Anthony Caro 1924-2013


The Artist
Jules Olitski
Estate of Jules Olitski
Private collection, UK


1967, Otterlo, Netherlands, Kröller-Müller Museum, Anthony Caro


Dieter Blume, Anthony Caro: Catalogue Raisonné Vol. I. Table and Related Sculptures 1966 - 1978, Verlag Galerie Wentzel, Köln, Number 11, illustrated p.40 and 172
In 1966 Anthony Caro had a formative conversation with the American art critic Michael Fried. For the preceding six years Caro had been producing floor-standing sculptures which were entirely abstract. They rejected hundreds of years of sculptural orthodoxy by doing away with plinths altogether. It was an unprecedented move. They appeared to have no relation to the human form but Fried insisted that Caro’s abstracts still relied upon and drew attention to the body as the necessary container for aesthetic experience. These large, sprawling sculptures like Early One Morning (1962) and Prairie (1967) were “fixed in rapport to the height of the eye and the viewer’s perception of the floor”. If altered, “they would cease to be visually comprehensible.” [William Rubin, Anthony Caro, exh. cat. Museum of Modern Art (New York, 1975) p.75] The very nature of these floor sculptures, Fried claimed, rendered them ‘unplinthable’.

Yet, Caro quickly discovered freestanding sculpture had certain restrictions. Working without plinths required his objects to made large enough that they were not overlooked. And internal challenges aside, soon imitators and adopters of his approach to sculpture gathered behind him. Fried recognised exactly what had made such works daring and innovative and so, in discussion with the artist, he suggested a fresh approach to re-introduce a plinths and to further push the boundaries of Caro’s new sculptural vocabulary. Just as earlier works had demanded to be placed on the ground, so these new table pieces demanded to be placed on a raised surface. Many like XI had protrusions below the surface line which dictated that could not be sensibly displayed without a raised surface. They were fixed in relation to the viewers’ body and not maquettes designed for scaled-up sculpture; the artist asks his audience to approach them physically and consciously orientate their body in relation to the specific and inalienable characteristics of his object. His emphasis is upon condensing felt experience and bodily sensations into a material object – as Fried writes: “If there is a single assumption behind Caro’s work it is that anything the body does or feels or undergoes can be made into art.” [Michael Fried, ‘Introduction’, Anthony Caro, exh. cat. The Arts Council, Hayward Gallery (London, 1969), p.14]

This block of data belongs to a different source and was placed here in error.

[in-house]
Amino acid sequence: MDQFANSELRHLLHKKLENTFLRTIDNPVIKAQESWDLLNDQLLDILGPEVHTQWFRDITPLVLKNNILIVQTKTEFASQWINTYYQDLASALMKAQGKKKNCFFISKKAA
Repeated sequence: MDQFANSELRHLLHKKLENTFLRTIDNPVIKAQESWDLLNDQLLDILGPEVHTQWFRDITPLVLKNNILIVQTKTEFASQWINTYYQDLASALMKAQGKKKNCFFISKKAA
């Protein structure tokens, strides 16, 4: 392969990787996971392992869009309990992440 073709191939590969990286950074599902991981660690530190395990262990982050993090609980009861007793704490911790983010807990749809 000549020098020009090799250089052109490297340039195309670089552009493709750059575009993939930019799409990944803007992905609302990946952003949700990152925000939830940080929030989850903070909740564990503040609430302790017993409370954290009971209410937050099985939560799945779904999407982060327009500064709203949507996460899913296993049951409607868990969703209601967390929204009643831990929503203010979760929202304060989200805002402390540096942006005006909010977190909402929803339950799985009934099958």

As one of the earliest articulations of this idea Table Piece XI is an especially important work. The Table Piece series would continuously evolve through the rest of Caro’s career, varying in size and complexity, but the initial works made in 1966 carry the full initial impact of Caro’s revolutionary idea. Smaller works, like XI, were made by Caro alone in his home garage. Working in a confined space with little assistance demanded the physical closeness of the artist’s body to the artwork – something that informs the conceptual rationale developed by Fried. The smoothed, polished steel draws XI into close comparison with the hard edged abstraction found in the painting of Kenneth Noland, a close friend of Caro, and Clyfford Still that he had been aware of on regular visits to the US from 1959. XI differs from the rough rusted quality and intermittent of Caro’s later table pieces. Fried suggested the experience of looking at these later works is like “delectation” but even earlier works, like XI with its clean, sharp cuts and precise welds, invite sensuous engagement. Ultimately, XI contributes to a period in Caro’s career when, as one critic wrote, he became “a movement in himself, fertile, prolific […] This is the stage at which an artist’s lasting worth, rather than his trend setting achievements, first become recognisable.” [William Feaver, ‘Anthony Caro’, Art International, Lugano, May 1974, p.25]